Written on February 13, 2014 at 6:29 pm , by Samantha Shelton
It’s mid-February, and I don’t know about you, but this girl is ready for a new challenge. The New Year’s resolution hype has all but died, winter is burying us East Coasters under piles of snow, and stir-crazy frenzies are settling in. So what’s a girl to do?
Enter New York Road Runners Empire State Building Run-Up. What’s that, you ask? Simple: run into the narrow stairwells of New York’s most iconic building, and get your butt up those 86 floors as fast as humanly possible. Easy enough, right? Heh.
After running 10 half-marathons, I decided to take on the challenge because there’s nothing like climbing stairs to get out of my distance-running comfort zone. After all, I live in New York City and, even though I can run 13.1 miles with relative ease (relative being the key word here), just getting to the top of the subway stairs can rob me of breath from time to time.
While I was fortunate enough to have words of advice from those who have run before me (our fitness editor, Jenna, climbed that stairwell in 2013!), I did my research. If this girl – you know, the one who avoids the stairmaster, lives on the first floor of a building and takes the elevator to the 25th floor of her office – was going to survive, I had to at least have my head in the game. And I’m proud to say that I made it to the top of New York’s most iconic building in just over 23 minutes. While I certainly wasn’t the fastest out there (seriously, some were finishing sub-10 – crazy!), I put my whole effort into it. Here’s what I learned along the way – hopefully it’ll inspire you to step (see what I did there?) outside your comfort zone. Maybe not 1,576 steps worth of discomfort, but if you skip the elevator just once, then I’ll consider my job done.
Chew gum and suck on cough drops. This tip from associate beauty editor, Molly, saved me. Chewing gum prevents your ears from popping as you quickly ascend to the top, thus increasing your elevation. The cough drops keep your mouth moist in an otherwise-dry environment. Remember, you’re in a small, dusty stairwell that doesn’t get a lot of use on the reg, so there isn’t a ton of air flow. Both helped me keep up a fast (for me) pace.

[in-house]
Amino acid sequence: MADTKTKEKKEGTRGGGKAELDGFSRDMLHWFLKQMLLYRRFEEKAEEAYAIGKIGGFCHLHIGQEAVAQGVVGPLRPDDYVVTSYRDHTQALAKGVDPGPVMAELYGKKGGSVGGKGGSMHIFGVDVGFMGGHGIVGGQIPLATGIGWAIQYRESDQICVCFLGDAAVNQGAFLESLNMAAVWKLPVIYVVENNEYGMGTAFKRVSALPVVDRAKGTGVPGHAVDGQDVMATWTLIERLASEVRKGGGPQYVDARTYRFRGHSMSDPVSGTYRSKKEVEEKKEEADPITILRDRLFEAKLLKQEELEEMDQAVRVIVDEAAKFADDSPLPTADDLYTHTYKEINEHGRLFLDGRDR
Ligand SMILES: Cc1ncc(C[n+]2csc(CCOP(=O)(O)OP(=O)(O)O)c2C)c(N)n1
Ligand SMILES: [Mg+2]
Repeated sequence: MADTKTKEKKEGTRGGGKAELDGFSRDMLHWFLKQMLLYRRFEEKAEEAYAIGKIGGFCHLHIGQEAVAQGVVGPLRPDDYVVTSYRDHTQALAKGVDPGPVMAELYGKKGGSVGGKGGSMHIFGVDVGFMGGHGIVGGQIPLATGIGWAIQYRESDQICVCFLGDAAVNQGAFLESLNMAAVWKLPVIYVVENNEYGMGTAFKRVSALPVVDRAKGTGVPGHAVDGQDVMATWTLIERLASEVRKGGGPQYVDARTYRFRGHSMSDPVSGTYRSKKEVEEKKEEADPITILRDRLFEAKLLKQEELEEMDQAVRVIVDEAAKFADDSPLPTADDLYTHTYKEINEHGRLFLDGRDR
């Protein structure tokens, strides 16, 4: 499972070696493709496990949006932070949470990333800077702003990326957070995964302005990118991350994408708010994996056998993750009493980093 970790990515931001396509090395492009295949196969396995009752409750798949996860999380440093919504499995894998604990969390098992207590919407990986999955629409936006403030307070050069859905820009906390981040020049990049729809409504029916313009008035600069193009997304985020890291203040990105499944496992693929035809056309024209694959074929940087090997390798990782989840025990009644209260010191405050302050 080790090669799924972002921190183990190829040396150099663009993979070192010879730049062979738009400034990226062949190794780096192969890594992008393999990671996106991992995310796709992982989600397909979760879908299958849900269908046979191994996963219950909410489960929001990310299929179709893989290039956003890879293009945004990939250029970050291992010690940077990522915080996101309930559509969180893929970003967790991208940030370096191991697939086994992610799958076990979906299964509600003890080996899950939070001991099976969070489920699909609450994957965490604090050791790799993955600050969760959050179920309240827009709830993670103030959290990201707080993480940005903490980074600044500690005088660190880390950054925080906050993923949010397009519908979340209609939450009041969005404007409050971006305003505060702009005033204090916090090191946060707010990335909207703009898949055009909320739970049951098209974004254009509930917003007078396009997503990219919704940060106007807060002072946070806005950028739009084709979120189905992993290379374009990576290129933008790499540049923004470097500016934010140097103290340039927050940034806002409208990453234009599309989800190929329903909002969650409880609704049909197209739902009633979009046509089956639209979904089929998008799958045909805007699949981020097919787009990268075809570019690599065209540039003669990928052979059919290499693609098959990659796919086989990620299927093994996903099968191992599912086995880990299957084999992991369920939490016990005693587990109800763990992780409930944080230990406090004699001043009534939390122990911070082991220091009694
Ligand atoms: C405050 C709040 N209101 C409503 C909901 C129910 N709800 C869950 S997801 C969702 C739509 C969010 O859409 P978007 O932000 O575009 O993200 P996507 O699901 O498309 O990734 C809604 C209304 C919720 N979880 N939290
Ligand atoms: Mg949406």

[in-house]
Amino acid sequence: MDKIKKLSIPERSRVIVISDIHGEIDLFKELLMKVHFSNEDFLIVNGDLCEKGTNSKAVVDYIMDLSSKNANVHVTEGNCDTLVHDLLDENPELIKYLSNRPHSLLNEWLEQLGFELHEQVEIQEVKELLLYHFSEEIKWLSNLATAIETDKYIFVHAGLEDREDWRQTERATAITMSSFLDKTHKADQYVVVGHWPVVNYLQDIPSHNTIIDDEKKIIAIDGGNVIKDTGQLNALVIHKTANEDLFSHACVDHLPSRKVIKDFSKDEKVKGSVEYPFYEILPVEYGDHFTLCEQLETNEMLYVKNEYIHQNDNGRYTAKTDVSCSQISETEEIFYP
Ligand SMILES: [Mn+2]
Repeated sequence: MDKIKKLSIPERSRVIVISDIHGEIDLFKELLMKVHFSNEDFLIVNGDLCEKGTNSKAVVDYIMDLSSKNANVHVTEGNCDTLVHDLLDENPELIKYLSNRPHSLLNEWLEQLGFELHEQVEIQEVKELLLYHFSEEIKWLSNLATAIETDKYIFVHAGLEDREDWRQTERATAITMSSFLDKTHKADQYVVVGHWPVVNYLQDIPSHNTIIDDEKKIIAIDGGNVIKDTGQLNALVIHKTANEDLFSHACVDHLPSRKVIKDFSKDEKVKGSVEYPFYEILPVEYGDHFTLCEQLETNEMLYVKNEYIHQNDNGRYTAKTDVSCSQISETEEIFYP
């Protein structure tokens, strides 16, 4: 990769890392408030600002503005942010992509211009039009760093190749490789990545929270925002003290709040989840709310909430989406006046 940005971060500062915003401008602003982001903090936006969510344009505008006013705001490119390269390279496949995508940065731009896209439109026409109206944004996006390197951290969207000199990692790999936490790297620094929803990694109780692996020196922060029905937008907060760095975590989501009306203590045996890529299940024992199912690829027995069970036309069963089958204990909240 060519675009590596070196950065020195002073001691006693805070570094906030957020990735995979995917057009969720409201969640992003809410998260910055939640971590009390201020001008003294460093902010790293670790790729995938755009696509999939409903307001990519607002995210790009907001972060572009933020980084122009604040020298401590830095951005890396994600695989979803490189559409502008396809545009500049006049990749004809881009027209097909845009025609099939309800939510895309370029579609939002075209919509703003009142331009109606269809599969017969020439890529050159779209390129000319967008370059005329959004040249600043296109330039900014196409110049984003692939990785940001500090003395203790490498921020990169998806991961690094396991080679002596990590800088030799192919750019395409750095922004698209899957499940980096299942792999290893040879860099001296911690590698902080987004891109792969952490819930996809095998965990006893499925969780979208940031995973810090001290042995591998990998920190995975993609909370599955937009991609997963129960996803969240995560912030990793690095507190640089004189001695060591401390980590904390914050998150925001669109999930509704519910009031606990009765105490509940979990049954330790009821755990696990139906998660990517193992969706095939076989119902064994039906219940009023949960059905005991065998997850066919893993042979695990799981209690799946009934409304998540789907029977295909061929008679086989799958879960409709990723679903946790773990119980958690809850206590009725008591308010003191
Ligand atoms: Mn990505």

Mix up your movement. When sprinting so many stairs, your body quickly switches from an aerobic state over to an anaerobic state, and lactic acid starts to build in your muscles when you pass your anaerobic threshold. To keep pain at bay (and your legs moving), alternate how you get up those stairs. In the beginning, everyone’s in a mad dash, so a moderate sprint will keep you in the group without tuckering you out too quickly. After about eight flights of that, I switched between running up every single step and every other to ensure I was using different muscles.
Written on February 7, 2013 at 2:15 pm , by Jenna Autuori
We’re all ashamed to say that when faced with the stairs versus elevator scenario, we probably take the easy way out (or up!) and slip into the elevator at the last second. My first apartment in NYC was a five-floor walk-up (aka an old building with no elevators) with a very narrow staircase. Of course, I didn’t think twice because I was just happy to be around the hustle and bustle of Manhattan. Even if a 10-floor walk-up was all I had to pick from, you can bet I wouldn’t have been scared away from the stair climbing that would become my everyday life. But it’s true, no matter how much we know about those sneaky ways to get moving more in our everyday lifestyle, when given the option, most of us won’t take the stairs.
So it’s crazy to think that I willingly decided to join the media heat of the famous Empire State Building Run-Up. While my decision to join the team meant I was helping an awesome charity, the Multiple Myeloma Research Foundation (MMRF), and running alongside my favorite TV host, Kelly Ripa, it also meant I was signing myself up to run 86 floors to the top of the observation deck of the world’s most iconic building.
Leading up to the race I prepared by running up my 40+ floor apartment building a few nights a week. I understood that very, very quickly my body would go into an anaerobic state and tire me out, so I had to start off easy to not lose steam. I even came up with all kinds of stair-running strategies—sprint every five floors, rest for 30-seconds, do it again; or take large exaggerated steps, which might displace my body weight and make it less taxing—but as the gun shot off and my 30 or so companions hit the stairs running, everything I thought I’d do went out the window. As you can imagine, the stairway of the Empire State Building is narrow and the stairs just seem to go on forever. I listened to my head and started off slow, but I was surprised how hard it was to actually run all the way. Throughout 86 floors, I did a combo of run, walk, then hoist myself up, then run some more, then hoisting, then running. After a while, it felt like my legs literally could not go faster. Read more